How will global energy transit happen? Which steps are ahead? Which conclusions should investors make for medium- and long-term prospects? Answers to some of these questions give expert assessments that take into account the opposite effects on the development of events, and even indicate the key dates for changing the model of global energy.
In its study, Energy Transition Outlook 2018, a forecast to 2050, the DNV GL consulting firm (100+ worldwide branches) specializing in systemic investors’ forecasts for assessing the attractiveness of long-term investments in the energy sector, published a “timeline” of events regarding changes in global energy, see Fig. 1. Taking into account the influential reputation of experts from DNV GL, this forecast will have a direct impact on the behavior of investors.
The “green slope” in the diagram (Figure 1) demonstrates the share that the “non-fossil” energy sector will occupy in the overall structure. The first milestone date is 2014 – when coal began to lose its role in energy supply and its use in the world began to decline rapidly. Ahead are the peaks of oil consumption (2023) and natural gas, including shale (2034). In 2032 humanity will consume the maximum amount of primary energy, in 2035 – the peak of consumption of secondary forms (“final energy”). That is, in spite of the slowed growth of humanity, the whole civilization after 2035 will reduce energy consumption. World demand for primary energy is increasing (581 EJ in 2016) to a peak of 662 EJ in 2032, then gradually decreasing to approximately 586 EJ in 2050. The reason for it is the use of renewable energy along with energy saving and technological changes that reduce the overall consumption of energy per unit production in all spheres.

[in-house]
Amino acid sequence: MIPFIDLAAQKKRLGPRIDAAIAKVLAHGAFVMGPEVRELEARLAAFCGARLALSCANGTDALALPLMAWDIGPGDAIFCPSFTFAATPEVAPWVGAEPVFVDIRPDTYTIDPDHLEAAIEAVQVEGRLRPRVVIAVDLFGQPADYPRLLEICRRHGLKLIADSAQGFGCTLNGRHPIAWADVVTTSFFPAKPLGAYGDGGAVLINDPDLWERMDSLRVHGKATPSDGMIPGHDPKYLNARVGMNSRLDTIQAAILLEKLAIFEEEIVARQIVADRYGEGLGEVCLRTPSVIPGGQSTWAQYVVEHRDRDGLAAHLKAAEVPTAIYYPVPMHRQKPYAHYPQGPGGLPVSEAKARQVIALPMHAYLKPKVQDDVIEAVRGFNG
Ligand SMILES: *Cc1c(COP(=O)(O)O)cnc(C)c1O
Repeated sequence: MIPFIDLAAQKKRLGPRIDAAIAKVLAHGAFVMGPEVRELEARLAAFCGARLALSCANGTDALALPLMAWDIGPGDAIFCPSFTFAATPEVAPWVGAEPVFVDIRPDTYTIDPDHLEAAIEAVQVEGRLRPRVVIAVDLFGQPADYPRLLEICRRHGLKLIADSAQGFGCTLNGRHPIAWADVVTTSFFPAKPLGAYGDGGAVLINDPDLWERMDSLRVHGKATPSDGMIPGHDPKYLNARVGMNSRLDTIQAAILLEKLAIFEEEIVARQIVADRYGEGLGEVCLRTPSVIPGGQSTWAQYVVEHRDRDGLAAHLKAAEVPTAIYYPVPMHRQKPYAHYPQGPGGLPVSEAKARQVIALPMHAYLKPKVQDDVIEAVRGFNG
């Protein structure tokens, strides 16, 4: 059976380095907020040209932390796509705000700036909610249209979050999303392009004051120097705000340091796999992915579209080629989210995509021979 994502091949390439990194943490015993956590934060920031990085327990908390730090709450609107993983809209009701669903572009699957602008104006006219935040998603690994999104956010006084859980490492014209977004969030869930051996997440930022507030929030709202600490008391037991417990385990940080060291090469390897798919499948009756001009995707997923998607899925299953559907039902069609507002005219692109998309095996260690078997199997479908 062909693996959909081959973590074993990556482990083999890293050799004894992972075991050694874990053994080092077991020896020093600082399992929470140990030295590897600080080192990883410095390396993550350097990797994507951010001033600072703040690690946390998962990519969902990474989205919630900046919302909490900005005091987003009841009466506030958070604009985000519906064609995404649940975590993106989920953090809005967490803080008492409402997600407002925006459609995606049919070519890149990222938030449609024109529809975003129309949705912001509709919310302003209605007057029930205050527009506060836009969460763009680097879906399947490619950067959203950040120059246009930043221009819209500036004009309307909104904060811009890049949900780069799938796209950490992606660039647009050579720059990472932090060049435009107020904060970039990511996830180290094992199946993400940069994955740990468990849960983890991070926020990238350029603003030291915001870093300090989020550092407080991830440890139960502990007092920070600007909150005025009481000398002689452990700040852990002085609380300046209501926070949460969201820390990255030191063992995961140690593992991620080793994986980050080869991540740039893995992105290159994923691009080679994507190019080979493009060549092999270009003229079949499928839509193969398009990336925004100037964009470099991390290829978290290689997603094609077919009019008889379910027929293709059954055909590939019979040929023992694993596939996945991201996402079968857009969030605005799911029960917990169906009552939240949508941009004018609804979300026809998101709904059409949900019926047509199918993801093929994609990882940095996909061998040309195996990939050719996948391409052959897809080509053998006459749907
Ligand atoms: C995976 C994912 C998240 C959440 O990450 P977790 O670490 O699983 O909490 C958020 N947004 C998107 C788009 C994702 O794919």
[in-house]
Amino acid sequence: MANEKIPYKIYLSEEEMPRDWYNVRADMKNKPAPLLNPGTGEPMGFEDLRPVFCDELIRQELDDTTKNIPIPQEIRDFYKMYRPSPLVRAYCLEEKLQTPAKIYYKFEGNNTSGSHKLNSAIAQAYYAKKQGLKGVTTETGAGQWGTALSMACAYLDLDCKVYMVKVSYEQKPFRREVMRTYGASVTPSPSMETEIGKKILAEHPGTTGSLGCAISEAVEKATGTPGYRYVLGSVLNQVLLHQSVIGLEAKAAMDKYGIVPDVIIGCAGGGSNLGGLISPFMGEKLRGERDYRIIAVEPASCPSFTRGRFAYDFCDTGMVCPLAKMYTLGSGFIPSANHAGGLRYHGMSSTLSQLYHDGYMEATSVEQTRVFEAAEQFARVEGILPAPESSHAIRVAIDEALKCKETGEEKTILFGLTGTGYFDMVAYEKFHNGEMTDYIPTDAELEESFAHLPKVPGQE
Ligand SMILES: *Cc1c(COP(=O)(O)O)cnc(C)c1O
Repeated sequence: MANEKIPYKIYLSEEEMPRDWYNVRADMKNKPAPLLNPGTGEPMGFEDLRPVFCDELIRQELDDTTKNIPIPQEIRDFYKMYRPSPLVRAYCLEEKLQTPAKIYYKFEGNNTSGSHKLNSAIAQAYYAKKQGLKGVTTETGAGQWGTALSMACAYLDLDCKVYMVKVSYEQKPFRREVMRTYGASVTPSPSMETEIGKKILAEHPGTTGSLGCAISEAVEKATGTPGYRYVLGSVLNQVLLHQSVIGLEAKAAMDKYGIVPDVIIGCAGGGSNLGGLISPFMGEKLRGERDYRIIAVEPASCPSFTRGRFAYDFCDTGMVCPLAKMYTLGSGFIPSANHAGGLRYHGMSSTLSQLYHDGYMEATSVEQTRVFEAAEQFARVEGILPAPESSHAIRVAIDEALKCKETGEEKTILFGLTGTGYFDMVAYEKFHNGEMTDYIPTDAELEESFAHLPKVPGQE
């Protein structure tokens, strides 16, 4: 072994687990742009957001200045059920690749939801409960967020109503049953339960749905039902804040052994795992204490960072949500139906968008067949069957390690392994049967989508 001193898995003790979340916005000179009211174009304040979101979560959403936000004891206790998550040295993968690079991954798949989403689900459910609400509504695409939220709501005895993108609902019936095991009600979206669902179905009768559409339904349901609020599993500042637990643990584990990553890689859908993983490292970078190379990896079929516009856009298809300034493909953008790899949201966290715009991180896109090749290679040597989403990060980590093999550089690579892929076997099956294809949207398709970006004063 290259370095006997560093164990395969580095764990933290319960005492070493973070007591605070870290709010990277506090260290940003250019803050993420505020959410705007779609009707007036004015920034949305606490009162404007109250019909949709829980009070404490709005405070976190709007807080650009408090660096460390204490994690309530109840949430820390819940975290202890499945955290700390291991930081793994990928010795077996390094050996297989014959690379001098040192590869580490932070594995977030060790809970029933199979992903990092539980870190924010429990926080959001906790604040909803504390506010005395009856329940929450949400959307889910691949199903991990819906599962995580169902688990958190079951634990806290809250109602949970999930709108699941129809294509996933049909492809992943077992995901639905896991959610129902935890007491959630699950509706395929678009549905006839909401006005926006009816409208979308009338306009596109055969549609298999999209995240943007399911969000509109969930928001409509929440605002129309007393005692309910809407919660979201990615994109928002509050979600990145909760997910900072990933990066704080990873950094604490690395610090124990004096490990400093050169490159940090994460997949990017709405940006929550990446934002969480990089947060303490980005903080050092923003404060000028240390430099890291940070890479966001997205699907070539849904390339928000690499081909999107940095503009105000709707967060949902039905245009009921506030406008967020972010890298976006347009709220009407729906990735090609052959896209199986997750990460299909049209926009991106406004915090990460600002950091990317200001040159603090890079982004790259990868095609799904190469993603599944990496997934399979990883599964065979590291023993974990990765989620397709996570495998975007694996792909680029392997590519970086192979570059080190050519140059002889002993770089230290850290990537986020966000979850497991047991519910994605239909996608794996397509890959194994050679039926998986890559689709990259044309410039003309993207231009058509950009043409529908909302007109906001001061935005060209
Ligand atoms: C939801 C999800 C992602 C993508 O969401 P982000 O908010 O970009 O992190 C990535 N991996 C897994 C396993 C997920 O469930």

Global investment in RES in 2035 will exceed investment in fossil energy – both in new projects, both in support and in the modernization of existing ones.
In 2023, the total installed power of PV-modules will exceed 1 TW (currently – 465 GW). This is more optimistic than the BNEF’s New Energy Outlook 2018 scenario. According to DNV GL forecast in 2040, determined capacity of PV-installations in the world will be more than 10 TWh, which is expected to grow tenfold in 17 years. In 2044, global PV generation will exceed primary energy extraction from all types of biomass, including those extracted from the sea or as a result of the purification of fresh water from blue-green algae. Currently, bioenergy is leading in RES, but according to IEA calculations, in the medium term, the fastest increase from all types of RESs will have PV generation itself, see. Fig. 2, and this trend will continue to prevail. Between 2018-2023, total RES consumption will increase by almost 30%, which is 40% of global energy demand.
In 2050, 50% of the world’s “energy basket” will be RES and other non-extraction sources of primary energy, see. Fig. 3, and 70% of the world’s electricity will be produced from the sun and wind.